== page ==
Station, Long Branch Lot 9 plan, 1887; Courtesy of Toronto Public Library Don’t recognize the street names on Ough’s plan? Long Branch Council changed the majority in 1935 to avoid postal duplication with the City of Toronto. There are a number of stories as to why Wilkie chose “Long Branch” for the name of his new summer resort, however, it seems most likely that the project was named for the famous seaside resort in New Jersey. By the mid-1880s, the American “Long Branch” was a well-established and widely popular holiday destination that featured several hotels and large estates. As the 1888 Souvenir Guide for the Ontario location emphasizes: “Long Branch has become the synonym for all that is desirable in the way of a summer resort.”


Delineating the northern edge of Long Branch Park was the east-west roadway known initially as “Lake Shore Road.” As the main thru-way, it became the central hub for the businesses that would serve the cottage market, including the dance halls, ice cream stands, soda parlors, and souvenir shops that lined the road. The opening of the Queen Elizabeth Way in 1939 had a drastic impact on the businesses along Lake Shore Road. With tourist traffic decreased, the kiosks and dance halls were slowly replaced by retail stores that focused on serving the increasing number of year-round residents.

QEW sign, 1940; Courtesy of Wikimedia Commons

lake shore road.

In contrast to the coffee baristas of today, the beverage artist of the early-tomid twentieth century was the “soda jerk:” their specialty was the preparedon-premises (“pop”) soda, a concoction of flavoured syrup and carbonated water served in a specially-designed tall glass (ice cream optional) with a long-handled spoon and a straw. Louttit’s Pharmacy on the corner of what is today 35th Street and Lake Shore Blvd was a popular hangout for the youth of Long Branch. In 1944, it also served as the meeting place for two local love birds: Syd Cole and Irene Alice Green. Syd was a recently returned Air Force Flight Sergeant and decorated war hero who spent his time at the Loutitt’s counter eating ice cream after ice cream until he worked up the courage to introduce himself to the lovely Irene. Their soda fountain courtship would lead to marriage the following summer; the couple would make their home in Long Branch, taking up residence at 256 Lake Promenade.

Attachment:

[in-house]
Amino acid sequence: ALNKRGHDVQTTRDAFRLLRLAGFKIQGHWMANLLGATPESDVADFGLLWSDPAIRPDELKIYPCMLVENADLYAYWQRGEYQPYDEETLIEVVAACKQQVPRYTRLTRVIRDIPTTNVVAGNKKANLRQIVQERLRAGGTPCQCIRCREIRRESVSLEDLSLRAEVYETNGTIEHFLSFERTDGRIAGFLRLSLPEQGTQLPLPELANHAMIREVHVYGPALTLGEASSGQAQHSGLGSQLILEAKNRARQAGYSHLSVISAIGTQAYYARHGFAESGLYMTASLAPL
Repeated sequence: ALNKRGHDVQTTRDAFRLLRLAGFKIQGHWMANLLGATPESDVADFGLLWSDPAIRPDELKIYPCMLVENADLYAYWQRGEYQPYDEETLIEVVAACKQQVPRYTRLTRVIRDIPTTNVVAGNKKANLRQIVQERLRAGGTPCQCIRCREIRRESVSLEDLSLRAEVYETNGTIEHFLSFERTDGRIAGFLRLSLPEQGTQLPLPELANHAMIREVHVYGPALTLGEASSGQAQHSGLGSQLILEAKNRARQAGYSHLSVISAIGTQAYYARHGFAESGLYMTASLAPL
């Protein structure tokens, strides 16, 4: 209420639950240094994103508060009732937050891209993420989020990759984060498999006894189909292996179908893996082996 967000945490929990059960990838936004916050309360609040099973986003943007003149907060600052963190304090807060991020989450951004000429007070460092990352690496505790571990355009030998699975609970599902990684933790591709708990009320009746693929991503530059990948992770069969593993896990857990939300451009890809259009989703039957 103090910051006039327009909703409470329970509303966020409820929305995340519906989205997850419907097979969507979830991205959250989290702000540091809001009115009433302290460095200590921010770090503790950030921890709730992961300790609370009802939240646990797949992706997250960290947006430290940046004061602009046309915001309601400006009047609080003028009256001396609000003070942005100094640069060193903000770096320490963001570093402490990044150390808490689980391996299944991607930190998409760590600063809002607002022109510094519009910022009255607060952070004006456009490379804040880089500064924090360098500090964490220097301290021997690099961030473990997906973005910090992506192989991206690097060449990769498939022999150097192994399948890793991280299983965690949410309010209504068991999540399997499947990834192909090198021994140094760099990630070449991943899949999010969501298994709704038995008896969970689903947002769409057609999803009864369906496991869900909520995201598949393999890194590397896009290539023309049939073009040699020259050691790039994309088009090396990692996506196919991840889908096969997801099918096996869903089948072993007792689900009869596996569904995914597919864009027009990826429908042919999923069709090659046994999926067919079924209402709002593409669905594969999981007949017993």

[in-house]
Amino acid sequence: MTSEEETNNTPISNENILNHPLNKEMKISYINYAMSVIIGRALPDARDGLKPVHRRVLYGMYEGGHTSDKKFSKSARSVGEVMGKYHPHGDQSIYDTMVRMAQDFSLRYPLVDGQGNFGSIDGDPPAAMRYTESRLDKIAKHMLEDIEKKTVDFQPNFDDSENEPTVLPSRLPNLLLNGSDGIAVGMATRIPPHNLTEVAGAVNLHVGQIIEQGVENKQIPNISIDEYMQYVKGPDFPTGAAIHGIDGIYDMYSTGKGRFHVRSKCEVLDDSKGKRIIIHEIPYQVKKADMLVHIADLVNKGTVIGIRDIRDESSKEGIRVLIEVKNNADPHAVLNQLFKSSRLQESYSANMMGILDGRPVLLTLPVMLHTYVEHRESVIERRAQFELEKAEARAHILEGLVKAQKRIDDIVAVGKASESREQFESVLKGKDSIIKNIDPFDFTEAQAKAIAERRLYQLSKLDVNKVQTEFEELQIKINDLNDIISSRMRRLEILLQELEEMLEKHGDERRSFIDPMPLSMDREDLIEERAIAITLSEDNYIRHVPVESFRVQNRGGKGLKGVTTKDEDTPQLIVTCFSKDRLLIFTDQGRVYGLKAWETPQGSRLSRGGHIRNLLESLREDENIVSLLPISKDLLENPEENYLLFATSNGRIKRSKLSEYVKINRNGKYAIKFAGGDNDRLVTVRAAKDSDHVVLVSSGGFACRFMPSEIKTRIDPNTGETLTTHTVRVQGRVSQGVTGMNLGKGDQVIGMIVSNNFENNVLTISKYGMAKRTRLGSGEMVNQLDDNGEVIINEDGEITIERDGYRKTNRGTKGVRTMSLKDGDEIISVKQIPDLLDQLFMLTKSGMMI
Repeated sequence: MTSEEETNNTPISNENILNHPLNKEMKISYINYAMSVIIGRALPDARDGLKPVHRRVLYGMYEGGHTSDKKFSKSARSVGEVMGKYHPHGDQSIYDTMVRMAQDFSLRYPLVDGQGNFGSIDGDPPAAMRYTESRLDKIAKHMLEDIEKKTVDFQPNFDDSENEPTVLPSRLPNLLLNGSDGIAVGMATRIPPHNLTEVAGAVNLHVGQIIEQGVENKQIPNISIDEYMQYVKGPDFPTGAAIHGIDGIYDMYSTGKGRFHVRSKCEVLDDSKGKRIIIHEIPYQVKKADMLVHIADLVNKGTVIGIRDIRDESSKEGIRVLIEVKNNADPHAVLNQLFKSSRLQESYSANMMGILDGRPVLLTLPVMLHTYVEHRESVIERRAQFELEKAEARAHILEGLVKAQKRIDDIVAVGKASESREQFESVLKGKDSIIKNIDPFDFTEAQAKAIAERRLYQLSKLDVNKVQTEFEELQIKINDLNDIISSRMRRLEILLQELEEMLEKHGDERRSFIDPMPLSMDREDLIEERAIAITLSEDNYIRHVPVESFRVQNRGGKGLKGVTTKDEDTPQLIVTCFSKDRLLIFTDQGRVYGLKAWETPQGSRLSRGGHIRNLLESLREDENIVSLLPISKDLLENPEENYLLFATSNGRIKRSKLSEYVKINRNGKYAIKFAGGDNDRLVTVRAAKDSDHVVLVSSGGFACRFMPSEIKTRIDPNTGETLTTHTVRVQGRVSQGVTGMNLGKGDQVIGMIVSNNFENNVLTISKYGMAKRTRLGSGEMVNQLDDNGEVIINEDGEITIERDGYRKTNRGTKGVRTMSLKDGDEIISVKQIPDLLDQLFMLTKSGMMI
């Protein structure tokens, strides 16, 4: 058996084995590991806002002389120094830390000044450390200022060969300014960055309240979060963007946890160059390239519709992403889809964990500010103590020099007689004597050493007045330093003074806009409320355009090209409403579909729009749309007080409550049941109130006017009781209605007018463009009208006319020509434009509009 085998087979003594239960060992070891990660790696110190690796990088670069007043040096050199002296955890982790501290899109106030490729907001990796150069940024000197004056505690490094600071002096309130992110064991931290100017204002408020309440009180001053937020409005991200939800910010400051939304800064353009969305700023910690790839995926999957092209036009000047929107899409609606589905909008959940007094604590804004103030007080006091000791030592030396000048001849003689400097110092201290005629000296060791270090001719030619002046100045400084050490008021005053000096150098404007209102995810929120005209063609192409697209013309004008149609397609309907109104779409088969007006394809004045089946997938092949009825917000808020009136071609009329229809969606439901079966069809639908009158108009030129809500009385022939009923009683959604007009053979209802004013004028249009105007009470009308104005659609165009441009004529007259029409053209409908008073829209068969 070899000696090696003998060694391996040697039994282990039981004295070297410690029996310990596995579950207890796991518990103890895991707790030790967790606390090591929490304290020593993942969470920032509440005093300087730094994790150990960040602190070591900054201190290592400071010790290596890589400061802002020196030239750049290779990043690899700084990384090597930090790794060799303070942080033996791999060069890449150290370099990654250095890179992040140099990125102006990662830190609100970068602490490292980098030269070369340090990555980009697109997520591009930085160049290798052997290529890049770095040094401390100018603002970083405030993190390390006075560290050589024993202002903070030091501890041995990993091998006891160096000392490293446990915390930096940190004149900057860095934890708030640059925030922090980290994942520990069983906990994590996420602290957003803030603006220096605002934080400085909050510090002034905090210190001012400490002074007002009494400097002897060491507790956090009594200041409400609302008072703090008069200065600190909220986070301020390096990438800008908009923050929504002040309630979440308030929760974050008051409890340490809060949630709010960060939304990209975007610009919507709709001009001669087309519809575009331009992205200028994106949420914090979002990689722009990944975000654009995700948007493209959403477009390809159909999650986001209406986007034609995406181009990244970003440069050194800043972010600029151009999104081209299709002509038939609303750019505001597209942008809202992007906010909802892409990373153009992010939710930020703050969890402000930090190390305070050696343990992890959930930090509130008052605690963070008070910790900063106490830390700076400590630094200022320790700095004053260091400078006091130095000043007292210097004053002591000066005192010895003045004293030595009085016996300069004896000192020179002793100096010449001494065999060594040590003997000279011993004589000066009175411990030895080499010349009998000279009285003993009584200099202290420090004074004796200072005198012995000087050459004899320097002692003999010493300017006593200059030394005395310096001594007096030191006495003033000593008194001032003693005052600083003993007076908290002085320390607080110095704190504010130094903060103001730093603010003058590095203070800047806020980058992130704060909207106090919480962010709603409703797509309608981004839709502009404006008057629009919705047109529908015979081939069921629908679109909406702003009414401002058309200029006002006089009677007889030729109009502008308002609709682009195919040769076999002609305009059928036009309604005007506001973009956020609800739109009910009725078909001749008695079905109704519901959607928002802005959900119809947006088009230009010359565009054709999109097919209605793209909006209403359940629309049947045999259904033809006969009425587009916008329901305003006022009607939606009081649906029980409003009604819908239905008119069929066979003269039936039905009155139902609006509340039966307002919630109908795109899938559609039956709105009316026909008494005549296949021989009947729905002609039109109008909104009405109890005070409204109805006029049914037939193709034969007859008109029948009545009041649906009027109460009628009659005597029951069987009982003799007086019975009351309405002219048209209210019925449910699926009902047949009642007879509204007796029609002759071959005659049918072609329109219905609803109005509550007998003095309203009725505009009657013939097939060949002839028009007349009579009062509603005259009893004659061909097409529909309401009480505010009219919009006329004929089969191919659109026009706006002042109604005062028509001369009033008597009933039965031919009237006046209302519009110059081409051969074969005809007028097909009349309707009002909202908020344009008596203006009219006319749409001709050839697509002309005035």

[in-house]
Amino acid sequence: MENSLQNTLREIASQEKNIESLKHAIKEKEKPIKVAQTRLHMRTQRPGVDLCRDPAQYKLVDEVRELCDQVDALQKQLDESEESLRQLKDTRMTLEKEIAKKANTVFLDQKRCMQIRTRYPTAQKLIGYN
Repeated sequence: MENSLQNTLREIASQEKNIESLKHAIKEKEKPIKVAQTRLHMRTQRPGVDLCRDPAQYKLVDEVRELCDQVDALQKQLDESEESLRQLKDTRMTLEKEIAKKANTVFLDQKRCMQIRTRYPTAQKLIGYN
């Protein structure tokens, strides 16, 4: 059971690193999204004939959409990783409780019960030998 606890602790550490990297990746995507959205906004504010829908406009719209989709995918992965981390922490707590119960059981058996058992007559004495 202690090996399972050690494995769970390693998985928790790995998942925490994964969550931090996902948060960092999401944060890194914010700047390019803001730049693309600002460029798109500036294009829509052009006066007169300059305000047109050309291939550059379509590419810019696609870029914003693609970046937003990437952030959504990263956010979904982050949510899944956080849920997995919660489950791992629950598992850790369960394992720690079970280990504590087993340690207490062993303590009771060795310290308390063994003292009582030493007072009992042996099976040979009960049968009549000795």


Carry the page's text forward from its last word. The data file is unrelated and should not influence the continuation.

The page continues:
Might’s Greater Toronto Directory, 1945; Courtesy of Archive.org Syd Cole Park in Long Branch was named in 2018